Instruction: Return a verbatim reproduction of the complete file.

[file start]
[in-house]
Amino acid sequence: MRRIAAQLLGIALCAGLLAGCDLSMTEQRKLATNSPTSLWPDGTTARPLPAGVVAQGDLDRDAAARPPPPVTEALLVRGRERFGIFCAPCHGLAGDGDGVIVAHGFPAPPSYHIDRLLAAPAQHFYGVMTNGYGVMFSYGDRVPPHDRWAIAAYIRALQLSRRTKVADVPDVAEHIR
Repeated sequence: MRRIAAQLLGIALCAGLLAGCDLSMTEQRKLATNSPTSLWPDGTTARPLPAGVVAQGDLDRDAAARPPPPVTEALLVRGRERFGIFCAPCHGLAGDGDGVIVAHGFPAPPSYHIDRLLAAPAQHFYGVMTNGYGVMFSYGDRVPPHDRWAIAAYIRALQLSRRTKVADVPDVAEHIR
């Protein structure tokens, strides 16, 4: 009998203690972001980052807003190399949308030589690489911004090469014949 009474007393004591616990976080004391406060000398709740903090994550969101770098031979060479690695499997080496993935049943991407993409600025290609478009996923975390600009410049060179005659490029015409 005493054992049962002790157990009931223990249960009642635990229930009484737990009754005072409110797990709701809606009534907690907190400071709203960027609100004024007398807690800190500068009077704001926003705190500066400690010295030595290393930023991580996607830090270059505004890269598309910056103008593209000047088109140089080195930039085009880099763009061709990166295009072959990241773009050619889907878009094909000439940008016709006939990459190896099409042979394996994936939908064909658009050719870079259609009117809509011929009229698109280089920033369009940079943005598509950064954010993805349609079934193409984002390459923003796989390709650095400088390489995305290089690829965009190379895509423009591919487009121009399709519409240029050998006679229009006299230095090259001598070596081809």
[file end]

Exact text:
[in-house]
Amino acid sequence: MRRIAAQLLGIALCAGLLAGCDLSMTEQRKLATNSPTSLWPDGTTARPLPAGVVAQGDLDRDAAARPPPPVTEALLVRGRERFGIFCAPCHGLAGDGDGVIVAHGFPAPPSYHIDRLLAAPAQHFYGVMTNGYGVMFSYGDRVPPHDRWAIAAYIRALQLSRRTKVADVPDVAEHIR
Repeated sequence: MRRIAAQLLGIALCAGLLAGCDLSMTEQRKLATNSPTSLWPDGTTARPLPAGVVAQGDLDRDAAARPPPPVTEALLVRGRERFGIFCAPCHGLAGDGDGVIVAHGFPAPPSYHIDRLLAAPAQHFYGVMTNGYGVMFSYGDRVPPHDRWAIAAYIRALQLSRRTKVADVPDVAEHIR
């Protein structure tokens, strides 16, 4: 009998203690972001980052807003190399949308030589690489911004090469014949 009474007393004591616990976080004391406060000398709740903090994550969101770098031979060479690695499997080496993935049943991407993409600025290609478009996923975390600009410049060179005659490029015409 005493054992049962002790157990009931223990249960009642635990229930009484737990009754005072409110797990709701809606009534907690907190400071709203960027609100004024007398807690800190500068009077704001926003705190500066400690010295030595290393930023991580996607830090270059505004890269598309910056103008593209000047088109140089080195930039085009880099763009061709990166295009072959990241773009050619889907878009094909000439940008016709006939990459190896099409042979394996994936939908064909658009050719870079259609009117809509011929009229698109280089920033369009940079943005598509950064954010993805349609079934193409984002390459923003796989390709650095400088390489995305290089690829965009190379895509423009591919487009121009399709519409240029050998006679229009006299230095090259001598070596081809």